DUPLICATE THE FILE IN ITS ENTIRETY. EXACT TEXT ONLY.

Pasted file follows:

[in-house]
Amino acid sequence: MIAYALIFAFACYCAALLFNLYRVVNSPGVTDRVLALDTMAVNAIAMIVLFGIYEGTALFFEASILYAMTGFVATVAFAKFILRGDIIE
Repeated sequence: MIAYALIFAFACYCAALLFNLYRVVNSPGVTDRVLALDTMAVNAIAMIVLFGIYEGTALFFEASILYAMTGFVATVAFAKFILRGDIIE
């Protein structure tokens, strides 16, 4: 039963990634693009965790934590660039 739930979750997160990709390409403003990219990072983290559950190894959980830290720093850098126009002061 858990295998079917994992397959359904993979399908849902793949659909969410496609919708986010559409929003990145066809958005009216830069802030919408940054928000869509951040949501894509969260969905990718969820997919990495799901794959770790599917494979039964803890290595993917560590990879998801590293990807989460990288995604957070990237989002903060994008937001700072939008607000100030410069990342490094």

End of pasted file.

[in-house]
Amino acid sequence: MIAYALIFAFACYCAALLFNLYRVVNSPGVTDRVLALDTMAVNAIAMIVLFGIYEGTALFFEASILYAMTGFVATVAFAKFILRGDIIE
Repeated sequence: MIAYALIFAFACYCAALLFNLYRVVNSPGVTDRVLALDTMAVNAIAMIVLFGIYEGTALFFEASILYAMTGFVATVAFAKFILRGDIIE
């Protein structure tokens, strides 16, 4: 039963990634693009965790934590660039 739930979750997160990709390409403003990219990072983290559950190894959980830290720093850098126009002061 858990295998079917994992397959359904993979399908849902793949659909969410496609919708986010559409929003990145066809958005009216830069802030919408940054928000869509951040949501894509969260969905990718969820997919990495799901794959770790599917494979039964803890290595993917560590990879998801590293990807989460990288995604957070990237989002903060994008937001700072939008607000100030410069990342490094």